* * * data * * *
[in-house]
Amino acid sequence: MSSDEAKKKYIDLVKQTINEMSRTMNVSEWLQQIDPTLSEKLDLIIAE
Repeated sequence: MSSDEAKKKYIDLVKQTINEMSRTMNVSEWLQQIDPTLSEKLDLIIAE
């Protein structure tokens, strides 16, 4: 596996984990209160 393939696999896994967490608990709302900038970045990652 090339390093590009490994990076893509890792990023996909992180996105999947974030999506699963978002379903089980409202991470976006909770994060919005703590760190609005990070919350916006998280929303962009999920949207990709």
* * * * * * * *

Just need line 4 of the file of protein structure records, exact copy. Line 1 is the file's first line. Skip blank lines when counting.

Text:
């Protein structure tokens, strides 16, 4: 596996984990209160 393939696999896994967490608990709302900038970045990652 090339390093590009490994990076893509890792990023996909992180996105999947974030999506699963978002379903089980409202991470976006909770994060919005703590760190609005990070919350916006998280929303962009999920949207990709």